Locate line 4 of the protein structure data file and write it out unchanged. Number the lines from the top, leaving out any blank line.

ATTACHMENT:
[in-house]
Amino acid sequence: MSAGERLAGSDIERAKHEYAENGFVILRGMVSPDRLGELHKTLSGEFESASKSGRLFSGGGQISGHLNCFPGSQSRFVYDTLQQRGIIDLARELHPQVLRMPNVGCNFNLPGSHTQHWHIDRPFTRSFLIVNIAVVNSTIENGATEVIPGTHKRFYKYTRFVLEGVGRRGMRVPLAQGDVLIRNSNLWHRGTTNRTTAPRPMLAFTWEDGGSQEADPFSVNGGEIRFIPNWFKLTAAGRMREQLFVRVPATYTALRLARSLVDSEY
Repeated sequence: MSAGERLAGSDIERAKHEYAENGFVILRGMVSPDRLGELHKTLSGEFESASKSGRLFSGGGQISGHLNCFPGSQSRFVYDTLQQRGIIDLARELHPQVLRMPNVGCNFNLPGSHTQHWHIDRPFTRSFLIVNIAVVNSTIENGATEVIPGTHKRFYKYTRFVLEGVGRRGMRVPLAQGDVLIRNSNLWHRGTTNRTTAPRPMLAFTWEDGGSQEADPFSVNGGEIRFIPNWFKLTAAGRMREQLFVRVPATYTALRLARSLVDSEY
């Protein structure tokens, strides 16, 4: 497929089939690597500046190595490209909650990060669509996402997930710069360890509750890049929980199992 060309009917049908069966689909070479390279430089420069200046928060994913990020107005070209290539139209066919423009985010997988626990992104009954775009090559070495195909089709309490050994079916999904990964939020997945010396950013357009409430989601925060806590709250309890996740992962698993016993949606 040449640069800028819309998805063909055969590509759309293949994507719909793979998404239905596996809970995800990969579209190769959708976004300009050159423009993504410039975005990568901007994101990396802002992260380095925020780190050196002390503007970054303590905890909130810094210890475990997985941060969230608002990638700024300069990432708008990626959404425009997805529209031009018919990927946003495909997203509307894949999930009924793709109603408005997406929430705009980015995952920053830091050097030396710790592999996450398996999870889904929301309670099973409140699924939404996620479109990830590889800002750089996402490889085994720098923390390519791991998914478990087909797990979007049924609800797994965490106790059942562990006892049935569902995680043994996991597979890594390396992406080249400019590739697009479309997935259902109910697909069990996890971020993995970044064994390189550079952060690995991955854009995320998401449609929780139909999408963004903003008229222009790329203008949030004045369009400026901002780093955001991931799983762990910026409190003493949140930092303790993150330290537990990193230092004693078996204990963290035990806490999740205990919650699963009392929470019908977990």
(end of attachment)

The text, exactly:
């Protein structure tokens, strides 16, 4: 497929089939690597500046190595490209909650990060669509996402997930710069360890509750890049929980199992 060309009917049908069966689909070479390279430089420069200046928060994913990020107005070209290539139209066919423009985010997988626990992104009954775009090559070495195909089709309490050994079916999904990964939020997945010396950013357009409430989601925060806590709250309890996740992962698993016993949606 040449640069800028819309998805063909055969590509759309293949994507719909793979998404239905596996809970995800990969579209190769959708976004300009050159423009993504410039975005990568901007994101990396802002992260380095925020780190050196002390503007970054303590905890909130810094210890475990997985941060969230608002990638700024300069990432708008990626959404425009997805529209031009018919990927946003495909997203509307894949999930009924793709109603408005997406929430705009980015995952920053830091050097030396710790592999996450398996999870889904929301309670099973409140699924939404996620479109990830590889800002750089996402490889085994720098923390390519791991998914478990087909797990979007049924609800797994965490106790059942562990006892049935569902995680043994996991597979890594390396992406080249400019590739697009479309997935259902109910697909069990996890971020993995970044064994390189550079952060690995991955854009995320998401449609929780139909999408963004903003008229222009790329203008949030004045369009400026901002780093955001991931799983762990910026409190003493949140930092303790993150330290537990990193230092004693078996204990963290035990806490999740205990919650699963009392929470019908977990």